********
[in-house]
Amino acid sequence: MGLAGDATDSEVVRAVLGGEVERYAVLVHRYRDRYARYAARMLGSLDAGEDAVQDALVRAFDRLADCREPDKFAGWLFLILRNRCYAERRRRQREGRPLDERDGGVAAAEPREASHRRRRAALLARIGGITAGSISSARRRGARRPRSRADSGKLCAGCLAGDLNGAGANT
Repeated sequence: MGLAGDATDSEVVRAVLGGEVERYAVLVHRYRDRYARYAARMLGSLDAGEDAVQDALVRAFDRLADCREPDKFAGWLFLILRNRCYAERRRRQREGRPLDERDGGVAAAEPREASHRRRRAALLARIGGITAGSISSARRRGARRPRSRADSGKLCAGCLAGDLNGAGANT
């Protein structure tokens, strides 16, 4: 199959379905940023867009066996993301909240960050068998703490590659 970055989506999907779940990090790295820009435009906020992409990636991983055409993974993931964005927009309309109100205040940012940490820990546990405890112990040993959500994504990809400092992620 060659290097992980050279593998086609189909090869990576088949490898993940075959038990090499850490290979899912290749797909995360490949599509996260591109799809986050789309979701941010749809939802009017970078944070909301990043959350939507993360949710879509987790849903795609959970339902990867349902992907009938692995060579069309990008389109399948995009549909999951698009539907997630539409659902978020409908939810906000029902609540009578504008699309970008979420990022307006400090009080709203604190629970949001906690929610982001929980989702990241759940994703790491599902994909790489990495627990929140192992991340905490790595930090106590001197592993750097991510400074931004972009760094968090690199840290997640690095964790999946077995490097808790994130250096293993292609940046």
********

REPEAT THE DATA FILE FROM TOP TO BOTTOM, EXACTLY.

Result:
[in-house]
Amino acid sequence: MGLAGDATDSEVVRAVLGGEVERYAVLVHRYRDRYARYAARMLGSLDAGEDAVQDALVRAFDRLADCREPDKFAGWLFLILRNRCYAERRRRQREGRPLDERDGGVAAAEPREASHRRRRAALLARIGGITAGSISSARRRGARRPRSRADSGKLCAGCLAGDLNGAGANT
Repeated sequence: MGLAGDATDSEVVRAVLGGEVERYAVLVHRYRDRYARYAARMLGSLDAGEDAVQDALVRAFDRLADCREPDKFAGWLFLILRNRCYAERRRRQREGRPLDERDGGVAAAEPREASHRRRRAALLARIGGITAGSISSARRRGARRPRSRADSGKLCAGCLAGDLNGAGANT
């Protein structure tokens, strides 16, 4: 199959379905940023867009066996993301909240960050068998703490590659 970055989506999907779940990090790295820009435009906020992409990636991983055409993974993931964005927009309309109100205040940012940490820990546990405890112990040993959500994504990809400092992620 060659290097992980050279593998086609189909090869990576088949490898993940075959038990090499850490290979899912290749797909995360490949599509996260591109799809986050789309979701941010749809939802009017970078944070909301990043959350939507993360949710879509987790849903795609959970339902990867349902992907009938692995060579069309990008389109399948995009549909999951698009539907997630539409659902978020409908939810906000029902609540009578504008699309970008979420990022307006400090009080709203604190629970949001906690929610982001929980989702990241759940994703790491599902994909790489990495627990929140192992991340905490790595930090106590001197592993750097991510400074931004972009760094968090690199840290997640690095964790999946077995490097808790994130250096293993292609940046």